In the article I first linked to, Bushman is quoted, wondering “why some people are thrown for a loop when they learn church history did not occur as they had been taught in Sunday School, while others roll with the punches.” I believe a large portion of that is explained by that conflation of belief and knowledge, and the insistence some have of being certain, though this is just conjecture on my part.
I can only speak for myself. Personally, I like to stick to belief and shy away from knowledge except in cases where it’s totally accurate. Thus, I know that living the Gospel has brought me happiness. I believe it is true.
Faith, for me, needs to be flexible. It needs to be able to adapt, and why shouldn’t it? It’s a basic premise of this religion that it is growing “line upon line, precept upon precept.” But I think sometimes we want to believe all that growing happened before we came into the church, and that it’s fully grown now. So when more growing pains happen, it can be upsetting. However, who can really say what the church is growing up to be? Who knows what the ultimate form of that church will be? In other words, how are we ever to known when it’s full grown and finished? I personally don’t believe it ever will be. Not in my lifetime, at least.
And so as things change, I accept them. I realize that this church is run by humans, and that those humans have plenty of flaws. So it doesn’t throw me for a loop when I find out a church leader did or said something foolish or wrong in the past. Why? Because, in some small extent, I have been one of the people leading that church on a local level. I know how many flaws I have, and how some of my well-intended actions have proven to be problematic in the long run.
Again, some want to believe that at a certain level of church leadership, the heavens are opened, and things are literally run by Christ. That He steps in and sits down to talk with the Apostles or the First Presidency or at the very least the Prophet. But my faith has never rested on that. I believe the church is run by imperfection, all the way up. Not that the leaders are bad people, or disingenuous, but that they’re subject to the same flaws all of us are, from great people down to regular folks.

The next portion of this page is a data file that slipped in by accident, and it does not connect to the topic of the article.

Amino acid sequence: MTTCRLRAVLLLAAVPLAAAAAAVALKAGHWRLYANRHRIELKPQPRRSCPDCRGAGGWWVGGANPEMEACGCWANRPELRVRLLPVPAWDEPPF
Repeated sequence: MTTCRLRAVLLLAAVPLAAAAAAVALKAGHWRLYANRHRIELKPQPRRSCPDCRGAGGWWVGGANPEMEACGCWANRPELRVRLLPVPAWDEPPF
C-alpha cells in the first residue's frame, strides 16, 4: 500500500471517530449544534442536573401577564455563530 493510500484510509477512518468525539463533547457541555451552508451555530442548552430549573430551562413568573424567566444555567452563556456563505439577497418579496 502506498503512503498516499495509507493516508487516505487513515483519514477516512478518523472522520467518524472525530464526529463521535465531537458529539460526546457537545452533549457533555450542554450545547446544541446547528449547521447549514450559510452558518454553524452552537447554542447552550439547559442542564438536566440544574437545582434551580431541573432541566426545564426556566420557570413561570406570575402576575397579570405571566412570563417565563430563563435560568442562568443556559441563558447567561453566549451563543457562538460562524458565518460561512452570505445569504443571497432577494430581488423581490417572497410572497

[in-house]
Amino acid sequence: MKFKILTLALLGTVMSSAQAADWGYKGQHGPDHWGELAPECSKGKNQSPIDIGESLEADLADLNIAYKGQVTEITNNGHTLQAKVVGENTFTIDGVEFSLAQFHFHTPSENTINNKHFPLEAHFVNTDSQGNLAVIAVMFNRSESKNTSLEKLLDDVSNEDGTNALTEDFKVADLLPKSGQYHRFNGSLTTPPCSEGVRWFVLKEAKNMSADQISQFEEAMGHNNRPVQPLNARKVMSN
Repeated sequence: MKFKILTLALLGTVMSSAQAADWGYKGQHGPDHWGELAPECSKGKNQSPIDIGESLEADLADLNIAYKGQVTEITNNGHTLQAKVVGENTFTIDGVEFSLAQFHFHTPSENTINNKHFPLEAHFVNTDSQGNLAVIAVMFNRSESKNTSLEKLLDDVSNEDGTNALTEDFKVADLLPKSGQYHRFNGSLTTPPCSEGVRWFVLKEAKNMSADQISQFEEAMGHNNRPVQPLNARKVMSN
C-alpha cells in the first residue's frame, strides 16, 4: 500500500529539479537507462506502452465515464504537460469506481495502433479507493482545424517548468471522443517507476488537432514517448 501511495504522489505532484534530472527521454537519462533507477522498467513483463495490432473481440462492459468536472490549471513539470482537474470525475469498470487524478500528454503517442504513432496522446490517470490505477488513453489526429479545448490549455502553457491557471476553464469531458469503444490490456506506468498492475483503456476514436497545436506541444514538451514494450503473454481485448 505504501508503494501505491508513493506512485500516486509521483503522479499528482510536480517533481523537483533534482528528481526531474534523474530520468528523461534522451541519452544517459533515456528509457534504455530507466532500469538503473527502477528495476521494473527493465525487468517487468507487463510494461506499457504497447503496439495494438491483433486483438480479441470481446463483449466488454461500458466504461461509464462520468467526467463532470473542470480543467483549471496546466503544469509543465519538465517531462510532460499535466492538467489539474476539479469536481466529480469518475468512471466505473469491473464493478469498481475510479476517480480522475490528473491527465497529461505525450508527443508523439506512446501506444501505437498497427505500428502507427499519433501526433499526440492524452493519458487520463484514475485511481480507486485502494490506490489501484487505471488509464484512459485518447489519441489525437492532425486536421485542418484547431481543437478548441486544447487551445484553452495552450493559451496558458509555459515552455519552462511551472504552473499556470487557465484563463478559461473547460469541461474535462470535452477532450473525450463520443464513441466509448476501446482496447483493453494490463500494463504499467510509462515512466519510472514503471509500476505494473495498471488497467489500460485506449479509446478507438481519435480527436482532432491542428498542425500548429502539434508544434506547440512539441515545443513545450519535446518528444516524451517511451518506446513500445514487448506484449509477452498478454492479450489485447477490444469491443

We want miraculous. Elder Holland quoted a long story last month, telling future mission presidents of an amazing account of a missionary finding his long lost brother and bringing him back to the church. It was in turn quoted in my Sacrament Meeting this Sunday. And now it has come to light that the story is not true. Parts of it are, but key portions were embellished by a member in that family. Does this instance invalidate other miraculous stories? No. I have personally seen and experienced the miraculous, and I’m confident there are many such true stories out there, though they might not be shared too often. (I share mine rarely, if at all. Not because I don’t want people to know, but because they’re special to me.)
We want the Gospel and its history to be as straightforward and unchanging as addition. 2 + 2 = 4. But it’s not. Stories change. New evidence comes to light that gives more understanding of past events. I believe members who are too insistent on living in a black and white world do themselves a disservice. The further you edge into black and white, the closer you get to fanaticism in my book, and some of the worst atrocities in history have been done under that banner.
And so I keep my flexible outlook. I roll with the punches as they come up in church history and practice. My faith has the ability to look at the church and wonder which of its current practices are wrong, because I know some of its past practices have proven to be wrong. I know some inside the church who view me skeptically. Who might even claim I’m borderline apostate. But I know from experience that the line between apostate and faithful member is a line that shifts drastically from side to side, depending on the person drawing it and their personal views. I know some outside the church who also view me skeptically. Who wonder why in the world I stay in it, or how I can believe such fantastical things and express that belief with a straight face. But the line between faith and the fantastic is similarly swerved.
I believe it’s true because of the first hand experiences I’ve had with the church and the gospel. But I also believe what is “true” today might not be so simple tomorrow. Not necessarily out of malice or some evil designs, but just because truth is thorny. If truth had a profile page, its relationship status would be “it’s complicated.” No matter how we might wish it were otherwise.